Looking for more buckwheat flour recipes? Try these:

*Bojon appétit! For more Bojon Gourmet in your life, follow along on Instagram,  Facebook, or Pinterest, purchase my gluten-free cookbook Alternative Baker, or subscribe to receive new posts via email. And if you make these gluten free banana muffins, I’d love to see. Tag your Instagram snaps @The_Bojon_Gourmet  and  #bojongourmet.*

Gluten Free Banana Muffins with Chocolate & Buckwheat Flour

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These gluten free banana muffins have a tender crumb that sings with the earthy flavors of buckwheat flour, bittersweet chocolate chunks, toasted nuts, and cacao nibs. Up your banana bread ante with these beauties!
Prep: 10 minutes
Cook: 25 minutes
Total: 35 minutes
Servings: 12 muffins.

Ingredients

  • 3/4 cup oat flour (3 ounces)
  • 1/2 cup sweet white rice flour (2 3/4 ounces)
  • 1/4 cup buckwheat flour (or teff flour) (1 1/4 ounces)
  • 1 teaspoon baking powder
  • 1/2 teaspoon baking soda
  • 1/4 teaspoon fine sea salt
  • 3 ounces unsalted butter, softened to room temperature (6 tablespoons)
  • 4 ounces cream cheese, softened to room temperature (or plain yogurt or Greek yogurt, added with the banana)
  • 3/4 cup light brown sugar (4 1/2 ounces)
  • 2 large eggs, at room temperature
  • 1 teaspoon vanilla extract
  • 1 cup (8 ounces out of peemashed), very ripe banana (from 2-3 large bananas)
  • 1/2 cup chopped toasted walnuts or pecans, plus extra for the tops (2 ounces)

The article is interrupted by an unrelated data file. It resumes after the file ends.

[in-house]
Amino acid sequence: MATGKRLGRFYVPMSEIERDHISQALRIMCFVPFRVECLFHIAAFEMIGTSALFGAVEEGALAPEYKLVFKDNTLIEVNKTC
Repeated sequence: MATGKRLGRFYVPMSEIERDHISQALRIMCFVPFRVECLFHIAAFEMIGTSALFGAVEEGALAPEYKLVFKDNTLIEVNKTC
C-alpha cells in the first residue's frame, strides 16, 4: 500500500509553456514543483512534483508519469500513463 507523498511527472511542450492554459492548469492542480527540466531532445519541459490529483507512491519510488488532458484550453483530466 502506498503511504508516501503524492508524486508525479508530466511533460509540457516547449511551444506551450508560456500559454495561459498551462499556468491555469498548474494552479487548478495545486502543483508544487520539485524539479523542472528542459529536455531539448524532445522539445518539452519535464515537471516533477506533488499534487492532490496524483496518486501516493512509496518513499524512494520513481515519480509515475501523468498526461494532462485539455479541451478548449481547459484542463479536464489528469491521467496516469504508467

• 1/2 cup fairly finely chopped bittersweet chocolate (70% cacao mass), plus extra for the tops (3 ounces)
  • 2 tablespoons cacao nibs, plus extra for the tops (optional)
  • flaky salt, for the tops

Instructions

  • Position a rack in the center of the oven and preheat to 350º. Line a standard 12 cup muffin tin with paper liners and set aside.
  • Sift together the flours, baking powder and soda, and salt into a medium bowl and set aside.
  • In the bowl of a stand mixer fitted with the paddle attachment, cream together the butter, cream cheese and sugar on medium speed until smooth, 3 minutes. Beat in the eggs one at a time, scraping down the sides of the bowl as necessary, then add the vanilla and mashed banana. Stir in the flour mixture with the mixer on low, then stir in the nuts, chocolate and cacao nibs until just combined. Use a rubber spatula to give the batter a turn to make sure it is homogeneous.